In the other final Saturday, 15-year-old Katie Hoff knocked off
three-time Olympian Amanda Beard in the 200 individual medley with
a time of 2:12.06. Hoff is a member of the same swim club as
Phelps, North Baltimore.
Beard took second and a likely Olympic spot at 2:12.43. Both
already had made the team by winning other events -- Beard the 100
breaststroke, Hoff the 400 IM.
"I was just trying to give (Beard) a good race," Hoff said.
In the men's 100 freestyle, tensions between eight-time Olympic
medalist Gary Hall Jr. and Jason Lezak bubbled over again after
they met for the first time.
Lezak, who earned his lone gold by swimming a relay prelim at
Sydney, bristled at comments by Hall's agent, David Arluck, who
compared any talk of a rivalry to "Spud Webb kicking Michael
Jordan in the shins."
"Spud Webb was never the fastest sprinter in the world, which I
was in 2002," Lezak said. "I don't know what those guys are
At the spring nationals, Hall accused Lezak of spitting in his
lane before a race, calling it a weak attempt to psych out his
opponent. But Lezak has never acknowledged the spitting, saying
it's hard to consider Hall an adversary when he spends much of his
time away from the pool in non-Olympic years.
"Honestly, he hasn't even been around here for four years,"
Lezak said. "He just shows up for the Olympics."
Lezak sent a message in the semifinals, setting an American
record of 48.17. Hall put up the third best time, 49.30, sending
them both to Sunday's final.
"I'm one step closer to making the team," Hall said. "It's
just a race now."
Never afraid to speak his mind, Hall also lashed out at track
star Marion Jones, calling for her to be banned because of doping
allegations. Jones has denied using drugs and has not been charged
by the U.S. Anti-Doping Agency.
"I hate that her defense is 'I never tested positive,"' Hall
said. "It's an undetectable steroid. It's still a steroid. She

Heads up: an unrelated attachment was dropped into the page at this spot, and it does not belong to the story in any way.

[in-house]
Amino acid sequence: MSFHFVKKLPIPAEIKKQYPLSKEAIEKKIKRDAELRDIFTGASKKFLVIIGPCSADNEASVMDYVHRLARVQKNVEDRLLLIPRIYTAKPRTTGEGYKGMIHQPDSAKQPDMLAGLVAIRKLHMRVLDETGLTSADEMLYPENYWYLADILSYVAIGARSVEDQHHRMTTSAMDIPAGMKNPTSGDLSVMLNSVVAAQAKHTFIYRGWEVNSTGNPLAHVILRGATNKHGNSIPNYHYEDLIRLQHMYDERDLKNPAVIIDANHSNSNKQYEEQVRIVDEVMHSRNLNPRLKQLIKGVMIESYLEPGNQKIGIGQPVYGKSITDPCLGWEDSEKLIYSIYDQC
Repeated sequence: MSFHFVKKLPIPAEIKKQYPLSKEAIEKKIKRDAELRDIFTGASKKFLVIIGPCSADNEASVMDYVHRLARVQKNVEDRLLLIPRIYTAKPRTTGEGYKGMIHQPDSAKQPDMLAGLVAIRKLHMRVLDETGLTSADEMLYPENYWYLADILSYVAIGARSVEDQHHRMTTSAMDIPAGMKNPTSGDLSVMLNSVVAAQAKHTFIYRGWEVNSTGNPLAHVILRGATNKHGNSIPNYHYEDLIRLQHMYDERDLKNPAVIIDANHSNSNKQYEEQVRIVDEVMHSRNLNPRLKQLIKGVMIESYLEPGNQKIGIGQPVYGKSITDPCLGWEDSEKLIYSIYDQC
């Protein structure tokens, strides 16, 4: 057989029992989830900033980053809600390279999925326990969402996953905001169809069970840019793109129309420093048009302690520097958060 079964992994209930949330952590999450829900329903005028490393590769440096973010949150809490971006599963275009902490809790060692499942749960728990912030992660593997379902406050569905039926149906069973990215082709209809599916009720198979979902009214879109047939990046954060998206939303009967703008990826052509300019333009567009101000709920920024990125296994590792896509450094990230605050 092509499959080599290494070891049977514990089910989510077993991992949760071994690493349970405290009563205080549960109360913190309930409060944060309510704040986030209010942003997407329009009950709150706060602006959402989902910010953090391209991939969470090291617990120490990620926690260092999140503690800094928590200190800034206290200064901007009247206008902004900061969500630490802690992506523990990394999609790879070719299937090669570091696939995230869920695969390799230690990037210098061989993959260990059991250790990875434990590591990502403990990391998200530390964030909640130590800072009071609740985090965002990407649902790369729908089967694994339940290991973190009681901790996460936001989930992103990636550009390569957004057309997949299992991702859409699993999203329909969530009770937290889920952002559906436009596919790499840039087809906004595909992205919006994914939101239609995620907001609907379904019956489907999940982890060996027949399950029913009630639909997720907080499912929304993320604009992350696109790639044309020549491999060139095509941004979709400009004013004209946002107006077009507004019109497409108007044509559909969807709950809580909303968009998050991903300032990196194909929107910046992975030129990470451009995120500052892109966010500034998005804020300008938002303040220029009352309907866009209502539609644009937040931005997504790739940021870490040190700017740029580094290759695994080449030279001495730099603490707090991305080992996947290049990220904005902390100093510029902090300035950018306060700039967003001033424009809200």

still cheated. She should be banned for life. Everyone she has ever
associated with has cheated."
Ed Moses was trying desperately to make one more Olympic swim
team. The winner of gold and silver medals in Sydney, he is clearly
not at top form for the trials, having flopped badly in the 100
His last chance to make the team is the 200 breast, but he was
just fifth-fastest in the semis at 2:15.00. Brendan Hansen, who set
a world record in winning the 100 breast, was easily the fastest at
"He's on fire right now," Moses said. "I've just got to swim
my own race and do whatever it takes to make the team."
Moses, who raised the specter of food poisoning after the 100,
now says he is being treated with medication for a breathing
problem that has left him at just 50-60 percent capacity.
"It's little painful, but I'm not going to give up," he said.
Josh Davis can. The winner of three gold medals at the 1996
Atlanta Games, he failed to make the team after a dismal showing in
the 100 free.
Davis, 31, managed only the 30th-fastest time of the
preliminaries -- more than 3 seconds slower than Lezak.
"I did terrible," said Davis, who also won two relay silver
medals at Sydney. "It's just not happening. Every four years you
want to be on. It's not there."